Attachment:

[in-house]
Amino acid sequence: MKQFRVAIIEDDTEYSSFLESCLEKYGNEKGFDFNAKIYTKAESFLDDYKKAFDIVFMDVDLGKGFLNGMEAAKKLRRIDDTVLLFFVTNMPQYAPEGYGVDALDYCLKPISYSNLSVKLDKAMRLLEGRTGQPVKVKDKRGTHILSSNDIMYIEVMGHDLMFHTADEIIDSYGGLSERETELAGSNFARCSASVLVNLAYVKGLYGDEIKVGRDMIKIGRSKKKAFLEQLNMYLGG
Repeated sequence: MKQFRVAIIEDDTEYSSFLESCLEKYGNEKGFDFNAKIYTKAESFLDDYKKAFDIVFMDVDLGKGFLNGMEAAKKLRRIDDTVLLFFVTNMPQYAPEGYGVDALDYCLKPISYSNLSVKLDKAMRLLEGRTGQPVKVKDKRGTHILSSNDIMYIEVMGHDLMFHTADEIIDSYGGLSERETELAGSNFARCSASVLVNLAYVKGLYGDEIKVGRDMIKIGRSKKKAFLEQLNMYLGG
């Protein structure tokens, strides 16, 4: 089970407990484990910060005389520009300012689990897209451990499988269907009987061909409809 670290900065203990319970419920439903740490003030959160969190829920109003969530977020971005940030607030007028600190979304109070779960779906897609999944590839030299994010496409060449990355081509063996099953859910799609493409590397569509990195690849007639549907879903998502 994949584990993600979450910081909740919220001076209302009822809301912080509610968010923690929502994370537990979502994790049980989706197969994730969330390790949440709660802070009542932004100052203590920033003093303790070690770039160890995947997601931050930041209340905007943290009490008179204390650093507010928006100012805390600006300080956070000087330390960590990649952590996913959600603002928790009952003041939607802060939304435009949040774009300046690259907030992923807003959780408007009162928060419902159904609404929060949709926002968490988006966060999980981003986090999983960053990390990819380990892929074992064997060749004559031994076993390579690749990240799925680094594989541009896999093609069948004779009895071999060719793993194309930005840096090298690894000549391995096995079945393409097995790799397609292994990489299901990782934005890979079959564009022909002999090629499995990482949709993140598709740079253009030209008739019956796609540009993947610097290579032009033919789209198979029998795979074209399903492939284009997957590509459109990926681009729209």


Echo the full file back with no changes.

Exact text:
[in-house]
Amino acid sequence: MKQFRVAIIEDDTEYSSFLESCLEKYGNEKGFDFNAKIYTKAESFLDDYKKAFDIVFMDVDLGKGFLNGMEAAKKLRRIDDTVLLFFVTNMPQYAPEGYGVDALDYCLKPISYSNLSVKLDKAMRLLEGRTGQPVKVKDKRGTHILSSNDIMYIEVMGHDLMFHTADEIIDSYGGLSERETELAGSNFARCSASVLVNLAYVKGLYGDEIKVGRDMIKIGRSKKKAFLEQLNMYLGG
Repeated sequence: MKQFRVAIIEDDTEYSSFLESCLEKYGNEKGFDFNAKIYTKAESFLDDYKKAFDIVFMDVDLGKGFLNGMEAAKKLRRIDDTVLLFFVTNMPQYAPEGYGVDALDYCLKPISYSNLSVKLDKAMRLLEGRTGQPVKVKDKRGTHILSSNDIMYIEVMGHDLMFHTADEIIDSYGGLSERETELAGSNFARCSASVLVNLAYVKGLYGDEIKVGRDMIKIGRSKKKAFLEQLNMYLGG
């Protein structure tokens, strides 16, 4: 089970407990484990910060005389520009300012689990897209451990499988269907009987061909409809 670290900065203990319970419920439903740490003030959160969190829920109003969530977020971005940030607030007028600190979304109070779960779906897609999944590839030299994010496409060449990355081509063996099953859910799609493409590397569509990195690849007639549907879903998502 994949584990993600979450910081909740919220001076209302009822809301912080509610968010923690929502994370537990979502994790049980989706197969994730969330390790949440709660802070009542932004100052203590920033003093303790070690770039160890995947997601931050930041209340905007943290009490008179204390650093507010928006100012805390600006300080956070000087330390960590990649952590996913959600603002928790009952003041939607802060939304435009949040774009300046690259907030992923807003959780408007009162928060419902159904609404929060949709926002968490988006966060999980981003986090999983960053990390990819380990892929074992064997060749004559031994076993390579690749990240799925680094594989541009896999093609069948004779009895071999060719793993194309930005840096090298690894000549391995096995079945393409097995790799397609292994990489299901990782934005890979079959564009022909002999090629499995990482949709993140598709740079253009030209008739019956796609540009993947610097290579032009033919789209198979029998795979074209399903492939284009997957590509459109990926681009729209």